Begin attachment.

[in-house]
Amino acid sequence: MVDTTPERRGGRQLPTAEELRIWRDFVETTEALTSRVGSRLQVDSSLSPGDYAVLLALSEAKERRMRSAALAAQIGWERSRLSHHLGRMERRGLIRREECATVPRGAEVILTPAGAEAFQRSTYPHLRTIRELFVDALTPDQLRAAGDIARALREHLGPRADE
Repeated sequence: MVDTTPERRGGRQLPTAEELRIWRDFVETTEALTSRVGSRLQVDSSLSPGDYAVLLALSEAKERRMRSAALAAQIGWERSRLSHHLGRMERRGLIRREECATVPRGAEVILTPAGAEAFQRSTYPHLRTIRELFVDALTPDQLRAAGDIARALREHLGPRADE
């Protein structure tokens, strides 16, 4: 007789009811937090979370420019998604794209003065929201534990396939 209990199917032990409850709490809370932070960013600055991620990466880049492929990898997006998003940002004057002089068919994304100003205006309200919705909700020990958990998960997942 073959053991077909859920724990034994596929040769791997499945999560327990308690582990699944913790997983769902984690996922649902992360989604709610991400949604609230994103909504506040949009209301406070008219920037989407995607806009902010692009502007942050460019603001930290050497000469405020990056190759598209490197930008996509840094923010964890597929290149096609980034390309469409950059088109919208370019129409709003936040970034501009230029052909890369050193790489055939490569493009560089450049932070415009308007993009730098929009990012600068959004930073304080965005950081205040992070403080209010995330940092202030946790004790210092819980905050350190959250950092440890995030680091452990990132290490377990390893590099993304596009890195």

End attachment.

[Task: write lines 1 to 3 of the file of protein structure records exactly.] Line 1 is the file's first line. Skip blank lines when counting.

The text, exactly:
[in-house]
Amino acid sequence: MVDTTPERRGGRQLPTAEELRIWRDFVETTEALTSRVGSRLQVDSSLSPGDYAVLLALSEAKERRMRSAALAAQIGWERSRLSHHLGRMERRGLIRREECATVPRGAEVILTPAGAEAFQRSTYPHLRTIRELFVDALTPDQLRAAGDIARALREHLGPRADE
Repeated sequence: MVDTTPERRGGRQLPTAEELRIWRDFVETTEALTSRVGSRLQVDSSLSPGDYAVLLALSEAKERRMRSAALAAQIGWERSRLSHHLGRMERRGLIRREECATVPRGAEVILTPAGAEAFQRSTYPHLRTIRELFVDALTPDQLRAAGDIARALREHLGPRADE